Oddly enough, there is more poetry in the standard-English version and as a script it gives the interpreter more freedom.

Elsewhere, Wideman has described black literature as the history of a writing that sought to escape its frame. Wideman was thinking of black writers who wanted to give the stories of black people without having to have a guiding or mediating voice to explain to a white audience what the stories are about and what the attitude toward them should be. In this, you might say that Zora Neale Hurston was ahead of her time, because it’s one thing to read Every Tongue Got to Confess supported by an acquaintance with Hurston’s work and another thing to come to it cold, as, presumably, publishers did in 1929. There are far more tales in this volume than in Mules and Men, and some from that work appear here. Divided into fifteen sections, the book goes from “God Tales,” “Preacher Tales,” and “Devil Tales,” to “Mistaken Identity Tales,” “Fool Tales,” and “Woman Tales,” to “Talking Animal Tales” and “Animal Tales.” Most every tale, no matter the length, is signed with the teller’s name.

De preacher was up preaching and he said: “Every tongue got to confess; everybody
Got to stand in judgment for thyself; every tub got to stand on its own bottom.”
One little tee-inchy woman in de amen corner said: “Lord make my bottom wider.”

—Rebecca Corbett

The way the tales are told captures the voice of a faded era and they add up to a picture of a people. Hurston identifies her informants in an appendix—“Rebecca Corbett: Cook. Age 35. Born in Georgia.”—but you miss Hurston as a guide, because the stories of her even fleeting relationships with her informants in Mules and Men are part of the book’s interest and appeal. You especially miss her appreciation of repartee, because, like Muhammad Ali or Malcolm X, Hurston was incapable of coming up with a bad line in a verbal contest. She makes everyone in Mules and Men a quick wit. Then, too, Every Tongue Got to Confess may be the uncensored or undoctored version of Mules and Men, and it may include material that displeased Mrs. Mason or perplexed publishers who hadn’t enough clues to know how to read the tales, but the volume is not “more bitter,” as Sterling Brown said Mules and Men needed to be, in order to get closer to the truth of black life.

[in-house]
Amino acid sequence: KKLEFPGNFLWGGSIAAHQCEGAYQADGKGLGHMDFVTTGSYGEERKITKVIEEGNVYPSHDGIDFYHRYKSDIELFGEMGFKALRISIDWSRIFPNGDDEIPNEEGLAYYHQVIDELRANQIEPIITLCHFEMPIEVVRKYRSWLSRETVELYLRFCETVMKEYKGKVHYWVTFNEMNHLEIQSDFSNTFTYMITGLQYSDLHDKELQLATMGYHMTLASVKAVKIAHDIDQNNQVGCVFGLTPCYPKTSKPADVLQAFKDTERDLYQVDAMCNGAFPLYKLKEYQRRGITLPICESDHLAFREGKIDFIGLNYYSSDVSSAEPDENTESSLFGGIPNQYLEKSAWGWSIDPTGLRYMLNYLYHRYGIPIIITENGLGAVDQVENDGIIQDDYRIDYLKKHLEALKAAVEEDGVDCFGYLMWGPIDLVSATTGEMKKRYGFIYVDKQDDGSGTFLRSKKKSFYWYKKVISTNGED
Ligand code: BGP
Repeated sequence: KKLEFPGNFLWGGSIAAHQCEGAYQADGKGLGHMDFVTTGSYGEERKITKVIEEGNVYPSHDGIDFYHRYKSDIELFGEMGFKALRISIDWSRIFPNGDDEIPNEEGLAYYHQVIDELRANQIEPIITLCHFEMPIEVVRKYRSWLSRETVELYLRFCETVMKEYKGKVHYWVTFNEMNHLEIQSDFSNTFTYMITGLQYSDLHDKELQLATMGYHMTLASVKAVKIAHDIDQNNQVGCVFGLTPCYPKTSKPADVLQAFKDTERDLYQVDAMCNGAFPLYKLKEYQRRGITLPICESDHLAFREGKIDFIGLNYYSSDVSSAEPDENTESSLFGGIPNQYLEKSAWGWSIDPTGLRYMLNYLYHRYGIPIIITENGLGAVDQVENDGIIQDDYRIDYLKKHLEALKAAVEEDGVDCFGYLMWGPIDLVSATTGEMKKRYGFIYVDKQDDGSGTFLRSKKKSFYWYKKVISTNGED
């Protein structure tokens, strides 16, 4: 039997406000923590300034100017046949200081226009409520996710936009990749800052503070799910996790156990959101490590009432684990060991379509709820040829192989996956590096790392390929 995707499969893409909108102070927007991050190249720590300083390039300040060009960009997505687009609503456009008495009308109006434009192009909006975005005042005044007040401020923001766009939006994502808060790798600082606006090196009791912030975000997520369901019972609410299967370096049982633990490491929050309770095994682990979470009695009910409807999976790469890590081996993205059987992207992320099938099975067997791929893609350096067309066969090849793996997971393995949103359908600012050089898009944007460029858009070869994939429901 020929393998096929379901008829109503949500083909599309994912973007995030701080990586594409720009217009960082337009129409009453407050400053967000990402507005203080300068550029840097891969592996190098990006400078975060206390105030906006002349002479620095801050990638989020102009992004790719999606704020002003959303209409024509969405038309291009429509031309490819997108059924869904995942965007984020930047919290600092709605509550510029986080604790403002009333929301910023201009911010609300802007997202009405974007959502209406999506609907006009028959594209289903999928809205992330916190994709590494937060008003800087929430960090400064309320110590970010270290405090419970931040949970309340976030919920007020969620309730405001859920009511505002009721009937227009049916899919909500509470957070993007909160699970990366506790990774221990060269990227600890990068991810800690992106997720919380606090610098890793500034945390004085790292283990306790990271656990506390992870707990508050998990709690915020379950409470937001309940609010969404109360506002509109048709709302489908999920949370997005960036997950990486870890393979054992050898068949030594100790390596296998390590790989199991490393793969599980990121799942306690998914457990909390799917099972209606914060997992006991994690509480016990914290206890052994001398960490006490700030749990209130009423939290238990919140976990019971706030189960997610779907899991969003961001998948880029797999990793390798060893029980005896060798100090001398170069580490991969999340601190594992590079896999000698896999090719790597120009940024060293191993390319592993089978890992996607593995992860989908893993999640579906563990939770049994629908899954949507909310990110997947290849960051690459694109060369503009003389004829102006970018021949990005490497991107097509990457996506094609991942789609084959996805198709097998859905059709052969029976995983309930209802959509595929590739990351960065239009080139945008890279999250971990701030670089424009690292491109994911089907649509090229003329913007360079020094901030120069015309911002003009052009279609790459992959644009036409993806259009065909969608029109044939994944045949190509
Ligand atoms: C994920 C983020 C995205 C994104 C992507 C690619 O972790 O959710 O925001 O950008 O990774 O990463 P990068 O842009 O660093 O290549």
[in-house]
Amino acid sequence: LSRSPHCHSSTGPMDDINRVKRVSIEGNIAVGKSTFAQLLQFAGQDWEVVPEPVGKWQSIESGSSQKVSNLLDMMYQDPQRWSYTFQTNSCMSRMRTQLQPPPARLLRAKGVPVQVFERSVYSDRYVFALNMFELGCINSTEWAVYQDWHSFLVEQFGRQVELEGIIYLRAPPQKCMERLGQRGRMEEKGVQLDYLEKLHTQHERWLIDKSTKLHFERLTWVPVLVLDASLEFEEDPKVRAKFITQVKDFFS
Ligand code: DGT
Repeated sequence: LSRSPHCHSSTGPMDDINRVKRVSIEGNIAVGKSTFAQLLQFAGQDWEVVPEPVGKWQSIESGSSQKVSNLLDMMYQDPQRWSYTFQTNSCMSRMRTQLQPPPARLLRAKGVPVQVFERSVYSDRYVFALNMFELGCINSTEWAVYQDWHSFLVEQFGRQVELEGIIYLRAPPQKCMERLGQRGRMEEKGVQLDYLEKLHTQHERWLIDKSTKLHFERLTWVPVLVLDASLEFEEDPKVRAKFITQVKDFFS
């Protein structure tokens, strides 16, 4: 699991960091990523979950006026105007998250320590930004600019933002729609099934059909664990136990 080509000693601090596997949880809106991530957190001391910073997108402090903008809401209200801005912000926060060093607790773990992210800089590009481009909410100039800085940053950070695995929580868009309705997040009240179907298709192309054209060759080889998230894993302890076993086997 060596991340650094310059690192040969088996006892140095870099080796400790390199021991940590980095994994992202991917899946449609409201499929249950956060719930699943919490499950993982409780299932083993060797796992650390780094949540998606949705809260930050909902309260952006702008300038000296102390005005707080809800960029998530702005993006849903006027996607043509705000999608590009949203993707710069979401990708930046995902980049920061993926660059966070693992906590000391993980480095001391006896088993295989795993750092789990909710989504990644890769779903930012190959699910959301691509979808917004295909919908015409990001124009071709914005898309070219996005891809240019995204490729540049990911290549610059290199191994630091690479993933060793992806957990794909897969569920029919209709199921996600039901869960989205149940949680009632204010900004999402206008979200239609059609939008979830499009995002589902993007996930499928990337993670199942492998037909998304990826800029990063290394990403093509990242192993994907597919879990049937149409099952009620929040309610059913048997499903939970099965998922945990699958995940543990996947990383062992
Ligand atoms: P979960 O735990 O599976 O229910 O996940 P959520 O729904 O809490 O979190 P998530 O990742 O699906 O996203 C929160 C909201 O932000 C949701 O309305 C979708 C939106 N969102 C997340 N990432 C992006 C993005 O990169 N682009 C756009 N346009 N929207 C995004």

Hurston was a dedicated researcher—“formalized curiosity,” “poking and prying with a purpose”—but she was uninterested in the sort of work in ethnology that got lost on a shelf. In 1935, she enrolled in the Ph.D. program at Columbia but didn’t attend classes. Her grant from the Rosenwald Foundation had been reduced, because its head disapproved of her study plan as not being exhaustive enough. Hurston’s biographer, Robert Hemenway, tells us that she was insulted as an anthropologist who had done important fieldwork.4 But a Guggenheim fellowship took her to the West Indies in 1936. In Haiti, she wrote her best novel, Their Eyes Were Watching God. Her fellowship was renewed in 1937 so that she could write Tell My Horse (1938), an uneasy study of Jamaican and Haitian voodoo. The book was not well received and Hurston had to figure out how to make a living.